Since their formation in 1717, the Freemasons have been shrouded in mystery. They are a secret society that has influenced many aspects of our lives without us even knowing it. From politics to business, entertainment, and even religion, this organization has been involved with some of the most critical aspects of society. This article will shine a light on what the Masons do and how they operate within the community. If you want to know more about this organization that secretly shapes our everyday lives, read on!
The origin of the Freemasons
The Freemasons have been around since the 17th century, formed by four merchants who lived in London.
The group’s members call themselves “free masons” because they are free from the constraints of society and can speak freely about politics or religion.
It’s unknown how many members there are, but estimates range from 5 million to 15 million worldwide, with more than 6,000 lodges in England, Scotland, and Wales alone.
The square and compasses are a symbol of the mason’s craft. The letter G stands for geometry, J for Jehovah, B for the name of God in Hebrew, and C for the word of God in Arabic.
- George Washington
- Abraham Lincoln
- Benjamin Franklin
- Theodore Roosevelt (26th President)
- Andrew Jackson (7th President)
- Harry Truman (33rd President)
Masonic rituals and traditions
If you’re an outsider, the first thing you notice about Freemasonry is the rituals. They are dramatic and complex, with secret signs, handshakes, and words only Masons know. But these are more than just fun party tricks: they serve to teach moral lessons. The ritual of initiation into Freemasonry teaches its members how to be good citizens by way of symbols related to Greek myths (the phoenix rising from its ashes), architecture (the four cardinal virtues), history (Solomon building his temple), and geometry (the Pythagorean theorem). This kind of education was common in Masonic lodges throughout Europe during the 18th century! It wasn’t until 1723, when London Grand Lodge adopted a rule prohibiting any form of public communication regarding masonic activities did their secrets become truly secretive – which is why modern-day conspiracy theorists have so much material with which to work!
The number 13 and its importance to the Masons
The number 13 is significant to the Freemasons. There are 13 degrees in Freemasonry, and it’s no coincidence that there are also 13 original colonies of the United States. The Knights Templar, Knights of Malta, Knights of Columbus, and Knights of Pythias are also connected to this number.
The number 13 is historically associated with particular groups going back thousands of years. It’s the number associated with Jesus Christ; he was crucified on Good Friday (3/14), which would be written as 3/13 if you used our modern calendar system. 12 disciples followed him during his life and then later spread his teachings after his death.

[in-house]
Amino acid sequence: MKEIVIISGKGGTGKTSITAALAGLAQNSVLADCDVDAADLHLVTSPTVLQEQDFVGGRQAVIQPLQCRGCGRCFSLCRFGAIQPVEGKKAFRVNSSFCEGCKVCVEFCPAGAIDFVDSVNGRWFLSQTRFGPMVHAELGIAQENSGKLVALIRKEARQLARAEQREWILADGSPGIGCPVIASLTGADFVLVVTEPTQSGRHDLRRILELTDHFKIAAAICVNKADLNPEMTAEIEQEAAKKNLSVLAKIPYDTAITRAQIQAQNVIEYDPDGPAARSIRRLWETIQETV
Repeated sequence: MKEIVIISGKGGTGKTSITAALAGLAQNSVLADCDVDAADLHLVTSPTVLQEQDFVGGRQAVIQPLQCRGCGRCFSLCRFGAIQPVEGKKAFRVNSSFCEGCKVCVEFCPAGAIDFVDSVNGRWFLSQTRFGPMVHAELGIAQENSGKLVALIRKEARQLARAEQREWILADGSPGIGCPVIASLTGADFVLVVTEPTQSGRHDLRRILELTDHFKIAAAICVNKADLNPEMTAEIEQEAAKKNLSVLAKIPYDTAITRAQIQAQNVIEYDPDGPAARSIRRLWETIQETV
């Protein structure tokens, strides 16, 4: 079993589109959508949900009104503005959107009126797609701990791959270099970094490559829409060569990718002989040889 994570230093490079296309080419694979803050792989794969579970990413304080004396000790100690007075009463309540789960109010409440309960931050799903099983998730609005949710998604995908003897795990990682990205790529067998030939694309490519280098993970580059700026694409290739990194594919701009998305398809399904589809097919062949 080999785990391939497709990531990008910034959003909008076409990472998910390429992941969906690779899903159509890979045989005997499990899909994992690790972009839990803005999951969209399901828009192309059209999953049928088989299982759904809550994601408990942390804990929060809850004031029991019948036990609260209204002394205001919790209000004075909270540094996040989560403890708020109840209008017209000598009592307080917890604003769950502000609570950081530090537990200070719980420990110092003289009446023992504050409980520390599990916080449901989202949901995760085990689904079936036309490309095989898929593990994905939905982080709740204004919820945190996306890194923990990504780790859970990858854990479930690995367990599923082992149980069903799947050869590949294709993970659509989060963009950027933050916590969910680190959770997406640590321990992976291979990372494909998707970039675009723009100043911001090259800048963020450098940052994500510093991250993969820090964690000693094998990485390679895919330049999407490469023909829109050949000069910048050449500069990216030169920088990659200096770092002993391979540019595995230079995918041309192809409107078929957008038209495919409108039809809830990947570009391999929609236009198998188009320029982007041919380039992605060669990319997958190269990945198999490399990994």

This same theme can be seen in Greek mythology: Zeus was king over Mount Olympus and had 12 gods under him and 12 goddesses on Mount Olympus (the Titans ruled before Zeus overthrew them). This brings up another point: Zeus had a wife named Hera who detested him having affairs while she stayed home raising their children together—a perfect example of jealousy!
Freemasonry is one of the world’s oldest and most well-known secret societies.
So, what is Freemasonry? It’s a fraternal organization that has been around since the mid-1700s. They have members worldwide, but their headquarters is in London, England. There are millions of Freemasons worldwide and thousands of lodges in cities across America.
The story of how these secret societies got started begins with a man named Hiram Abiff, who was killed by three ruffians while working on King Solomon’s Temple in Jerusalem. When he refused to reveal their secrets or pass them on to his murderers, they killed him. They threw his body into a nearby quarry near Mount Moriah, where it was later recovered by Solomon’s men—the first masons ever recorded as having worked on this temple project.
This story was passed down through generations using allegories such as “The Legend Of Hiram Abiff,” which tells how Hiram refused to divulge information about himself or what he knew about architecture before being killed off-stage at some point during that first week’s work stoppage back when everyone else went home for lunch break only leaving behind their tools lying still unattended;
So, that’s a look into the world of Freemasonry. As you can see, there are many secrets to uncover and much more to learn about this intriguing institution. We hope this article has given you some insight into the Freemasons’ history and culture, as well as how to become a member if so inclined.